NQCG3125 Forensic Child and Adolescent Mental Health Care
Nurses working in the field of mental health commonly encounter behaviour that can challenge commonly held boundaries and that can also put self or others at risk. The aim of this module is to deepen your knowledge, understanding and preparation for working empathically with people who exhibit behaviour that falls into this category.
Aims and Objectives
Having successfully completed this module you will be able to:
- Demonstrate a systematic understanding of a range of factors that may influence the developmental psychopathology of children and young people.
- Critically evaluate the factors that determine the delivery of quality care to the Child and Adolescent Mentally Disordered Offender within their own working environment.
- Demonstrate the ability to undertake a systematic approach to searching and critically evaluating the literature related to an aspect of forensic child and adolescent mental health care, identifying gaps and potential areas for research.
- Evaluate and synthesise a range of evidence based practice developments for managing challenging behaviours (including risk) across forensic mental health care settings.
- Demonstrate a systematic understanding of current policies, legislative frameworks and proposed future developments related to the care of child and adolescent mentally disordered offenders.
- Critically evaluate the systems of support available to practitioners and discuss the value of strict boundary setting as part of safe systems of practice.
Students will be expected to explore and critically appraise the evidence base for practice giving due consideration to socio-political influences and risk assessment and management. • Attachment theory, emerging personality disorders and other issues around child development in child and adolescent forensic mental health (CAFMH) • Service developments • Socio-political, legal & ethical issues (Capacity & Consent, the use of the Mental Health Act) • Clinical decision making in the FCAMH setting • Principles of risk assessment and risk management • Substance misuse issues with young offenders. • Learning disabilities and mental health • Managing interpersonal violence • Evidence Based & Values Based Practice in FCAMH care • Undertaking a literature search and review.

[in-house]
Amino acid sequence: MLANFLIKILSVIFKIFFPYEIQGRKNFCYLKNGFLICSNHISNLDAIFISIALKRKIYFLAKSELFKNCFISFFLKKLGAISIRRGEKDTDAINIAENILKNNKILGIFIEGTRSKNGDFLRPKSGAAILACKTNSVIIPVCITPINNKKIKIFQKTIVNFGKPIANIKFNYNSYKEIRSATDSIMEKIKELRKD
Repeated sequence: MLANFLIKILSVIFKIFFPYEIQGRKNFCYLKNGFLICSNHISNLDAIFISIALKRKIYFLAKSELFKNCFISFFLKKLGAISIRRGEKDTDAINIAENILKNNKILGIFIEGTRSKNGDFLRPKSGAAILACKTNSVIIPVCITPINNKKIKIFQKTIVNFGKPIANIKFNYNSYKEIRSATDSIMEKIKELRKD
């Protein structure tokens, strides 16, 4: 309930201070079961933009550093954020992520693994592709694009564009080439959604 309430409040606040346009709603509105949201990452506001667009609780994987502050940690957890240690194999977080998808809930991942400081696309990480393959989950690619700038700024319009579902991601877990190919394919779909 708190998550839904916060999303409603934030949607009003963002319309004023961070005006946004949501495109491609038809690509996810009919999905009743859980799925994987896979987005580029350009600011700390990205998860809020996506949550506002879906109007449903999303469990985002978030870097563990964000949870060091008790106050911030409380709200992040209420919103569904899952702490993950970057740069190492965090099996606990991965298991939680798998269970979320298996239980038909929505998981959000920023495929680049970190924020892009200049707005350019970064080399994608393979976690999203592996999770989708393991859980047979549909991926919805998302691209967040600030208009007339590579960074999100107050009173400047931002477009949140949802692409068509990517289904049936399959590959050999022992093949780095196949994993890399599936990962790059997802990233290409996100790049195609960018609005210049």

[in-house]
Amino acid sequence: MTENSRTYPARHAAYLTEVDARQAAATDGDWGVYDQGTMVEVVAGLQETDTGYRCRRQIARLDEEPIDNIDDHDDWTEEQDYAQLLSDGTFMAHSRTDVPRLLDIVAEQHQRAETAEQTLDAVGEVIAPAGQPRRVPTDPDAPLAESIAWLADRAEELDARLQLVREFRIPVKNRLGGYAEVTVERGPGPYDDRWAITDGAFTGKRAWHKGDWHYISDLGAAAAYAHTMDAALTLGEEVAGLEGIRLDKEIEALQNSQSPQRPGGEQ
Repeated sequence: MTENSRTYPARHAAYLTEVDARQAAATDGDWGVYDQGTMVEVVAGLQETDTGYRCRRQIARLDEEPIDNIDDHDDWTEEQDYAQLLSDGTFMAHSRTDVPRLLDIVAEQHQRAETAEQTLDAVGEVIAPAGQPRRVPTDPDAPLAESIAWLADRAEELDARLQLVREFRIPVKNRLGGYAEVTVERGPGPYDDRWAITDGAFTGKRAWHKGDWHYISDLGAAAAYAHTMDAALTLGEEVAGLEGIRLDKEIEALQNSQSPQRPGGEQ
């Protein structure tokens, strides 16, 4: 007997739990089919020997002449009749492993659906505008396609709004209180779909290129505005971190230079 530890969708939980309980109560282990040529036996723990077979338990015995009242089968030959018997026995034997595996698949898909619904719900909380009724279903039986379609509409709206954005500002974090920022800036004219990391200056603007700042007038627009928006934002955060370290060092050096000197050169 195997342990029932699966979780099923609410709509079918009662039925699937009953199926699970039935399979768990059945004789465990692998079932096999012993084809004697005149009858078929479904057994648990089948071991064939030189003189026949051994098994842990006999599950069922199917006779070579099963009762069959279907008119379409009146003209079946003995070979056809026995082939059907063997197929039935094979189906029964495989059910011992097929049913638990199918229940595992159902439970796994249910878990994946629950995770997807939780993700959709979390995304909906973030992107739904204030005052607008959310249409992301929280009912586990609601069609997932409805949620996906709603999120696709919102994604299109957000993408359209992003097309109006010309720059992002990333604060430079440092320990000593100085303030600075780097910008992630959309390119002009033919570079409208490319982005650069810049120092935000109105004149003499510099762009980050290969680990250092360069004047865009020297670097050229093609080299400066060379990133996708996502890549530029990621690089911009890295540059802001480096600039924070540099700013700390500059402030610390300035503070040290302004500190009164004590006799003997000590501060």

Learning and Teaching
Teaching and learning methods
Learning and Teaching Approaches The teaching within this module will take a constructivist approach, whereby students will construct knowledge within the module sessions, drawing on their prior knowledge and understanding from practice. Utilising interactive teaching methods throughout all sessions, students will be encouraged to adopt deep level learning strategies, and then apply that learning in their practice area. The time gaps between each taught day of the module is deliberate, enabling students to apply their learning in practice and feedback to peers and academic facilitators. All teaching and learning activities will be supported by additional electronic and online resources available through links on the module’s Blackboard site. Learning A significant part of the student’s learning will take place in their practice area by exploring and applying what is directed in the classroom to that area. Students will be expected to reflect on their learning at each taught day through action learning group discussion, personal and group reflection, and experiential exercises. There is an expectation that students will embark on a course of self-directed study guided by, and in addition to, the indicative content of the module. They will be supported in undertaking this through online resources, such as podcasts, video clips and other interactive media. Teaching The majority of the teaching approach is lecture and group interaction focussed, where concepts are introduced through and then further explored through group activity, discussion and reflection. The size of the group offers the opportunity for some one to one tuition as requested by students.
|Preparation for scheduled sessions||50|
|Wider reading or practice||85|
|Completion of assessment task||40|
|Total study time||225|
Resources & Reading list
Hagell A. and Jeyarajah-Dent, R., (2006). Children Who Commit Acts of Serious Interpersonal Violence: Messages for Best Practice..
Bowen, P. (2007). Blackstone’s Guide to the Mental Health Act 2007.
Hoyos, C., Gale, C. (2012). Emotional development and attachment. In. M. Thompson, C. Hooper, C. Laver-Bradbury, C. Gale (Eds). Child and Adolescent Mental Health Theory and Practice,.
Pfafflin F and Adshead G (2003). A Matter of Security – The Application of Attachment Theory of Forensic Psychiatry and Psychotherapy;.
McMurran, M., Khalifa, N., Gibbon, S. (2009). Forensic Mental Health.
Sparta, S.N., and Koocher, G.P. (2006). Forensic Mental health Assessment of Children and Adolescents..
Nicholson, C., Irwin, M., Dwivedi, K.N. (2010). Children and Adolescents in Trauma: Creative Therapeutic Approaches..
Benedek, P., Ash, P., Scott, C.L. (2010). Principles and Practice of Child & Adolescent Forensic Mental Health.
Dhakras, S. (2012). Forensic child and adolescent psychiatry. In. M. Thompson, C. Hooper, C. Laver-Bradbury, C. Gale (Eds). Child and Adolescent Mental Health Theory and Practice.
Chitsabesan, P. et al (2006). Mental health needs of young offenders in custody and in the community. British Journal of Psychiatry. ,188 , pp. 534-540.
Journal of Forensic Psychiatry & Psychology. accessible via TD Net – University of Southampton Journal Catalogue or NHS Athens account
Soothill, K., Rogers, P., Dolan, M., (2008). Handbook of Forensic Mental Health. (Particularly helpful is Chapter 4 written by Sue Bailey & Bill Kerslake, entitled ‘The process and systems for juveniles and young persons’ (p89-123))..